Future Ed recently published a piece in which Michael Cohen and Laura Slover review the history of standards-based school reform and propose next steps for the future.
The long campaign to raise standards in the nation’s public schools, for decades the cornerstone of efforts to improve the educational opportunities and outcomes of traditionally underserved students, is out of fashion in school reform circles. Without standards sufficient to ready students for college and careers, many students, the history of public education makes clear, simply won’t get the demanding education they need to navigate an increasingly complex world successfully. Rather than abandoning standards, we and other leaders of the standards movement need to acknowledge and address a critical shortcoming of the movement—that we failed to prioritize the hard work of translating standards into rigorous curriculum materials, instructional strategies and teacher training.
To that end, we propose a fundamental shift in state accountability systems, in which states primarily hold districts accountable for the coherence of their instructional program and its continuous improvement, while continuing to publicly report disaggregated achievement and attainment results and attach modest consequences to them, consistent with the federal Every Student Succeeds Act. These are some of the key moves that states and districts should consider:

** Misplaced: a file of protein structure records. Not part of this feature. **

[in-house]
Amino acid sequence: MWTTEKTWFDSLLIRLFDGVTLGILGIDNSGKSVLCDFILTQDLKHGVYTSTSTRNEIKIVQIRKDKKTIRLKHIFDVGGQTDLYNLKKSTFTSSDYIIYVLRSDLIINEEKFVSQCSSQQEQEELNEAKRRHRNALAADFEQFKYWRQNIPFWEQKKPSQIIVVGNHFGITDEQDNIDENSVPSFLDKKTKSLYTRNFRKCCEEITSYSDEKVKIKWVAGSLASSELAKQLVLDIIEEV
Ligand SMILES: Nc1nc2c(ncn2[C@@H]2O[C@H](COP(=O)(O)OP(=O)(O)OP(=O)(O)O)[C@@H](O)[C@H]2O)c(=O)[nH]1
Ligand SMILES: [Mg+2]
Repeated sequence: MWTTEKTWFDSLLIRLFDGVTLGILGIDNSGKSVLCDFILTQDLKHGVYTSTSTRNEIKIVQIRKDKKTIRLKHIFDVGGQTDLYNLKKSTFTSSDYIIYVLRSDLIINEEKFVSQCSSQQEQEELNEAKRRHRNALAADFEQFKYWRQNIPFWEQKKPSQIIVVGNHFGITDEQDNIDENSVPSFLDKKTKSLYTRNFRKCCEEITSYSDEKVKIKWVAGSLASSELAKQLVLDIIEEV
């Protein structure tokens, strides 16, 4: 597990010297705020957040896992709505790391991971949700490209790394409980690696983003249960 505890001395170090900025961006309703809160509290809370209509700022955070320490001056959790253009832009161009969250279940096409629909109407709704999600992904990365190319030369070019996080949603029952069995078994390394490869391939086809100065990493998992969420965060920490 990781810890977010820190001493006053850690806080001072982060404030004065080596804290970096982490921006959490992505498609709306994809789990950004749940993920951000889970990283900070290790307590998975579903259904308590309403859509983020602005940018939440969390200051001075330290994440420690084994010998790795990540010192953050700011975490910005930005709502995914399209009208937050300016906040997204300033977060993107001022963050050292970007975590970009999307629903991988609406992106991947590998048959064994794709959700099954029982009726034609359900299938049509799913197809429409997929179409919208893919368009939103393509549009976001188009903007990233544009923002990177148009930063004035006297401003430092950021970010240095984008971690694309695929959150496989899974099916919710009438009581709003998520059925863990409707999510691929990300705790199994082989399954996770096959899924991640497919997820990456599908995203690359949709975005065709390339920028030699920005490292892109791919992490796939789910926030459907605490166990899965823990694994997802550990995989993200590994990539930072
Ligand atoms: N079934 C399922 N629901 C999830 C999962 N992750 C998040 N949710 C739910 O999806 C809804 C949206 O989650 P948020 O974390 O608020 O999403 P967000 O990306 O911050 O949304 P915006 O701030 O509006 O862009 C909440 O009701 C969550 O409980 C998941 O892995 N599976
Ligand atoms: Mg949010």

- States should adopt policies requiring every district to demonstrate that its curriculum, instructional materials, professional learning, and local assessments are aligned with each other and with state standards.
- School districts should be responsible for conducting or commissioning a “coherence” analysis, with guidance provided by the state.
- States and districts should work collaboratively, with outside expertise, to develop the instruments and metrics that can determine the coherence of local instructional programs.
- States should build local capacity through “coherence institutes” that bring together district instructional teams to develop and implement comprehensive, coherent instructional-improvement plans.
- States should begin a conversation about the accountability consequences for districts that ultimately lack a coherent approach.
After working at school reform for years, we are more convinced than ever that rigorous state standards are needed to achieve the nation’s ambitious aims for public education. But the arc of the standards movement has demonstrated that standards alone aren’t sufficient to overcome many local educators’ lack of capacity and commitment to teach much larger percentages of students to high standards. Instead, standards should be the foundation of instructional systems that combine a shared vision of sound instruction with high quality, tightly intertwined curricula, professional learning, assessments, and accountability systems.